This Guy's a Little Sketchy: An Interview with INDIES Finalist Red Rohl
Kids in the 8-12 age group are inundated with chapter books, and to a slightly lesser degree, graphic novels, so it’s rare to come across a format that truly stands out as unique. But Heavy Sketches Among Worldly Distractions, written and illustrated by Red Rohl, does just that—it’s a book made, in large part, from sketches the author drew as a child, providing drawing tips, and incorporating facts on various subjects likely to interest kids, like pirates, zombies, Greek mythology, and much more. The book was a Foreword INDIES Award Finalist for 2016, and I decided to find out more about the book and its author, a teacher who is combining art and facts as a learning tool in his books, and in his visits to schools.
What’s your given name? Where and when did the nickname “Red” come from?
My given name is Chad. The name Red Rohl was created when I taught first and second graders. During the celebration of Read Across America week, I had the class create books and, like Dr. Seuss, everyone came up with a pen name. I chose Red for its simplicity and the fact it went well with my last name. Years later, I came to find out that the grandfather I never knew was also named Red. That’s when I knew I had to keep it!
Heavy Sketches shows all the interests of a red-blooded American boy. Tell us briefly about your childhood, how you got started drawing, any formative experiences with art, and the approximate age that most of the drawings in Heavy Sketches were created?
My childhood memories are full of spending time in the woods, playing football and soccer, and sketching whenever I had the chance. I loved to draw monsters that were inspired by reading the Lord of the Rings and watching Star Wars. I was always “drawn” to doodling. I never took any classes. I just kept practicing and I found that sketching was a good outlet for me to get my ideas on paper.
The drawings in Heavy Sketches are a good balance of sketches that I saved from about eighth grade through college. I’ve added many “filler” drawings to complete the book.
Throughout the book, you show a love of factoids relating to the subject at hand, whether it’s Abe Lincoln, the environment, brains, or French fries. Where do you come across those? Do you make notes of them somewhere?
Those factoids and side notes are a combination of notes taken in class, information shared with my own classes over the years, and also from current research I’ve done on subjects.
Tell us about the path to publishing. Heavy Sketches is an unusual book. Did anyone flat-out tell you, “It’ll never work!”?
Yes, I sent out Heavy Sketches to numerous publishers and agents. I was told it was too different and distracting! I had one agent tell me it was too “teachy.” Well, that is why I created it. Heavy Sketches is a book that kids love and can learn from. With the encouragement of my wife, we decided to form our own indie publishing company so we could bring this unique book to print.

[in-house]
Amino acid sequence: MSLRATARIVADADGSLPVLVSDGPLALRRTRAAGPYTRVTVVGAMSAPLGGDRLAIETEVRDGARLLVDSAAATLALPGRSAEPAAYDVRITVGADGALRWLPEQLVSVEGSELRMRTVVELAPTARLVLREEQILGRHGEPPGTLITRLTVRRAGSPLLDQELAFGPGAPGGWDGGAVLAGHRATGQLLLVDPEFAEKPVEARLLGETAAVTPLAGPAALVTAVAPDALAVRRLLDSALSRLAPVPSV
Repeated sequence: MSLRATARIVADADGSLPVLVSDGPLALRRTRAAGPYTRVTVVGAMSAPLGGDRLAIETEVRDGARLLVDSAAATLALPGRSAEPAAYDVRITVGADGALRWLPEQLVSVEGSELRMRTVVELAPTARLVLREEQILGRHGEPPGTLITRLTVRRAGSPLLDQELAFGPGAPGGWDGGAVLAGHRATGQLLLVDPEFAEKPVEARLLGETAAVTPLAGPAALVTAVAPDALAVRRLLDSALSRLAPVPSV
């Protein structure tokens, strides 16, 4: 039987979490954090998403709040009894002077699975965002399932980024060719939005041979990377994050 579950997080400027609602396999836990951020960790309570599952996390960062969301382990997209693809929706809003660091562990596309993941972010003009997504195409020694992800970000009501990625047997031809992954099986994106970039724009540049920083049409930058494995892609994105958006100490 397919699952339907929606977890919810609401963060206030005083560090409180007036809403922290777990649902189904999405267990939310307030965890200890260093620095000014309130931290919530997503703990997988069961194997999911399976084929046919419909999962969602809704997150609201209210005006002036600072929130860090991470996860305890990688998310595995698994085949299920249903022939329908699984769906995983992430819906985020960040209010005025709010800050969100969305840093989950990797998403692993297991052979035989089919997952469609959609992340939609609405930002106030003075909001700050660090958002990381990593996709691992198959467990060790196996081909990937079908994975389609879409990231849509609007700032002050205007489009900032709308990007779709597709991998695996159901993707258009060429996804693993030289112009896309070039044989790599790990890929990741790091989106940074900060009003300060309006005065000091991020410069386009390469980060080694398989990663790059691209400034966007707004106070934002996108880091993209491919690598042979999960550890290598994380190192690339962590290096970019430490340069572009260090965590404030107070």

You mention in the book that you’re easily distracted, and that some teachers said you had ADHD. Have you ever been diagnosed? Do you have students or other readers with ADHD, and if so, have you noticed a difference in how they react to your book as opposed to the traditional chapter book?
I have always been easily distracted. Even in college, I would spend time daydreaming or doodling on the sides of my paper. I don’t think kids like me were actually diagnosed or labeled back then. I know my parents never thought it was a big problem. I just learned to get around it.
Yes, many of the students I have taught over the years have been ADD/ADHD. They love the fact that Heavy Sketches is non-sequential, visual, and filled with numerous side notes. It’s not overwhelming for them; practically every inch of the pages in the book are filled with something to capture their attention.
Future plans: what’s next? Another sketchbook?
Heavy Sketches Volume II is already out and I’m hoping to launch the 3rd installment in the series this August. I am also working on US history and science themed editions. My ideas for spinoffs are endless.
I’ve taken a leave of absence from teaching to use the Heavy Sketches series as a platform for my visual literacy program for grades three through high school. I’m on a mission to help teachers who are struggling with bored, distracted students by bringing some fun back into the classroom. The response has been extraordinary. Not only are students engaged in reading but, this visual approach prompts kids to become active learners. Teachers love the results they are seeing. I’m also taking time to work directly with students; encouraging them to develop their own creative talents by participating in the Art, Comic & Writing Contests sponsored by Heavy Sketches.
Peter Dabbene wrote the graphic novels Ark and Robin Hood. He is a reviewer for Foreword Reviews, and his poetry and stories have been published in many literary journals, collected in the photo book Optimism, and in the story collection Glossolalia. His latest books are Spamming the Spammers and More Spamming the Spammers.